Stew's Views: Devine When It Counts

Perhaps the most unenviable position in college football is that which UConn free safety Jerome Junior found himself in in the final minutes of his team's 28-24 loss to WVU: one-on-one with Noel Devine, needing to make a play to prevent a game-deciding touchdown.

Mountaineer head coach Bill Stewart said that when he watched running back Noel Devine's game-winning 56-yard touchdown run on film that it appeared that Junior had taken the proper angle to at least force the speedy junior out of bounds on the play.

But the head coach said that Devine has a funny way of making an angle that would be correct against any other running back into the wrong one against him.

"Our guys in practice don't take that angle anymore," Stewart said. "They go up about three yards because they know that Noel is so fast. When he hits that burst, he is just a jet."

"We left Noel the free safety to beat, and he beat him. He just put the jets on and just burst right by him. It was an unbelievable run."

After his 178-yard performance against the Huskies, Devine finds himself as the nation's third-leading rusher in terms of average yards per game (130.29). Only Fresno State running back Ryan Mathews (161.57) and Marshall running back Darius Marshall (136.00) are ahead of the WVU star.

If the Mountaineers continue to be successful, the junior could find himself in the midst of discussion as a potential Heisman Trophy candidate. The WVU head coach said that while he has always had tremendous physical gifts, the success Devine has had this season is a result of him being a better player mentally.

"He made a conscious effort, beginning last spring and continuing all summer, to watching film and getting better," Stewart said of Devine.

"He committed himself to listening to (running backs) coach (Chris) Beatty this summer," Stewart said of Devine. "With zone football, (it takes) patience to the hole and speed through the hole. The zone isn't like running out of the I-formation or belly football. The zone is a stretch play. It's a sideways play. You have to be patient."

"That is what he is doing so much better."


With the schedule a bit different than usual as WVU prepares to take on South Florida on Friday night, the Mountaineers will practice on Monday -- a day they normally have off.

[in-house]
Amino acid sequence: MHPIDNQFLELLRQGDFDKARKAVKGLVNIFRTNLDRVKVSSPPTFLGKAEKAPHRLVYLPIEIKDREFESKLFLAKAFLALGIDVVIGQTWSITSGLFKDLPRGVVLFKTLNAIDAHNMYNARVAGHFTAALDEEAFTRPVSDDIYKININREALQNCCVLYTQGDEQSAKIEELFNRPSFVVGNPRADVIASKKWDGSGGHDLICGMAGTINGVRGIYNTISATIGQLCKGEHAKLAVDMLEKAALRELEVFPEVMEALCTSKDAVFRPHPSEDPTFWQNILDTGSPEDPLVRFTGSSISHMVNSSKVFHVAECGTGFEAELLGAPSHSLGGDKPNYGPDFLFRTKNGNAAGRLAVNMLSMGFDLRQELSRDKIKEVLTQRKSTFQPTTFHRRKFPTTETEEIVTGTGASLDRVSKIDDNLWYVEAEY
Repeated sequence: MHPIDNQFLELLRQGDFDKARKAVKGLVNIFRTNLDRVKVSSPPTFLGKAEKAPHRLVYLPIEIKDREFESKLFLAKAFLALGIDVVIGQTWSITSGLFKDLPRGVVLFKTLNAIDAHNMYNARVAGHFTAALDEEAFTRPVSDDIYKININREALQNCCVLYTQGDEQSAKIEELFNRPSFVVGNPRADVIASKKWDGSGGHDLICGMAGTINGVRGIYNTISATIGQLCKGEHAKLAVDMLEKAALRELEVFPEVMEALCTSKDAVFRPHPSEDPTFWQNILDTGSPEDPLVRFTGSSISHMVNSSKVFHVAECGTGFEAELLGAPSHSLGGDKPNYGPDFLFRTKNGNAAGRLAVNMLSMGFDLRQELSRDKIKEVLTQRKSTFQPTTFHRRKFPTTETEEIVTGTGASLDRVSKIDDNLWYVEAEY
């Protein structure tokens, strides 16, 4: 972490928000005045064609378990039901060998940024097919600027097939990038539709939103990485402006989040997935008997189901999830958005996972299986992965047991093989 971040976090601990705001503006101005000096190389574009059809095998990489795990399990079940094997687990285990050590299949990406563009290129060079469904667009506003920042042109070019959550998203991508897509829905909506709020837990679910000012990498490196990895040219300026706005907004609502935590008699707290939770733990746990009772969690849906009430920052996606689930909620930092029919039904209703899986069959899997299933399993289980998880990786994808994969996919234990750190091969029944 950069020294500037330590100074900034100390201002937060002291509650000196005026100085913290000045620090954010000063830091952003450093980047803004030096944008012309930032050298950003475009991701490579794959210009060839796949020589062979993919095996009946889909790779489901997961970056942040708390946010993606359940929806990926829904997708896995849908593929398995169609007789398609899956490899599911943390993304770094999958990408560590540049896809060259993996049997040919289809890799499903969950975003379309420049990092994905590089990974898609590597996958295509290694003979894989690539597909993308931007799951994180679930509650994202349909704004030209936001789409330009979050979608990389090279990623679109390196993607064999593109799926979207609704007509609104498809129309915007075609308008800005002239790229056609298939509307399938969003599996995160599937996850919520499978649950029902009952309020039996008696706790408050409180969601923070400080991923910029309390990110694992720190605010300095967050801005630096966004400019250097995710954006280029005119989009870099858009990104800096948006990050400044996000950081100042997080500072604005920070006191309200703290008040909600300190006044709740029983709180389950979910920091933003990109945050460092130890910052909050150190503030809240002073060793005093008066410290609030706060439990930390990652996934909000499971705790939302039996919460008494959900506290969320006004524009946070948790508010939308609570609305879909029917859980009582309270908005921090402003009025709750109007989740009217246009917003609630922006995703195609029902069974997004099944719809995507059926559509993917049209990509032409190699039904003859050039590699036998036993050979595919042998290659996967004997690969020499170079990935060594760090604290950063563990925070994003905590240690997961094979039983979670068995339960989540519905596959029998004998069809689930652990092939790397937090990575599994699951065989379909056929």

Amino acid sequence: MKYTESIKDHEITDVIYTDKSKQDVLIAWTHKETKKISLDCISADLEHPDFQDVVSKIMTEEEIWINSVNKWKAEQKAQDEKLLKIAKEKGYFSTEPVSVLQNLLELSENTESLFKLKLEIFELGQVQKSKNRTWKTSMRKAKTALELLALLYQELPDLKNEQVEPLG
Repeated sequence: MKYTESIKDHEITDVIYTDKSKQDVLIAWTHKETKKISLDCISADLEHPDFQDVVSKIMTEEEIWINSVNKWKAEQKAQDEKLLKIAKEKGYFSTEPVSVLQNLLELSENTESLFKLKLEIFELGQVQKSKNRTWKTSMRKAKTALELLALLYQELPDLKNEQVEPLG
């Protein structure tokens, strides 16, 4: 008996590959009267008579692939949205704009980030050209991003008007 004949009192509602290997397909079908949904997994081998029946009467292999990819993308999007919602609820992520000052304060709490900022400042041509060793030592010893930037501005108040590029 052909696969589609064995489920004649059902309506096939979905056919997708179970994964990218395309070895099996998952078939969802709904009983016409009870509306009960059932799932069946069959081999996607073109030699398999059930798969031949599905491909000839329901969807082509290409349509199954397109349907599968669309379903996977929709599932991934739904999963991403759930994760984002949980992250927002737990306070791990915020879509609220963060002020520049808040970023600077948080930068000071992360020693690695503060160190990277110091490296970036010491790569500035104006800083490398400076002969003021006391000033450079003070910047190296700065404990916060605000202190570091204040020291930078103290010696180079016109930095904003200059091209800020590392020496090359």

One player who will not be taking the field for that session is receiver Bradley Starks, who Stewart said "just jammed his back" making a block against the Huskies. The head coach said the training staff had told him that Starks would be ready to go in time for practice on Tuesday.

Linebacker Reed Williams also continues to battle various bumps and bruises. The fifth-year senior was hit in the leg on one play and Stewart said a UConn played "rolled up on him a bit," causing some pain in that leg.

Still, the second-year coach said that Williams will play against the Bulls but, "is not going to be 100 percent."


In some ways, the modifications Stewart and offensive coordinator brought to the West Virginia offense when they took over in their respective roles before the 2008 season were brought about by what South Florida had done to the Mountaineers in previous years.

Time and time again, it seemed as though the Bulls had the answer for a WVU rushing game that had little trouble slicing and dicing its way through almost any other defense in the country.

Due to those struggles, which led to back-to-back losses to head coach Jim Leavitt and company in 2006 and 2007, Stewart decided that more balance needed to be brought to the Mountaineer arsenal.

"Because of the success South Florida had the last two years (before Stewart took over) and how they were shutting us down with their great defense, we told our players to just believe in us," he said.

"I think our football team really bought into our game plan. They think it's fun."

The head coach said his team would have to utilize its entire arsenal to deal with a USF defense he believes is still a tough match-up for West Virginia -- in spite of the fact that the Bulls come into the game off of back-to-back losses, giving up 34 points to Cincinnati and 41 points to Pittsburgh in the process.

"We are going to have to move the ball and move the pocket," Stewart said. "We can't let people get us in the cross-hairs. We will have to throw it deep, throw those over routes and move the ball around. You have to use motion and movement."

"I want to confuse South Florida. I don't want to sit there and let them get us in their sights. We have to move the pocket and use that stuff to our advantage."

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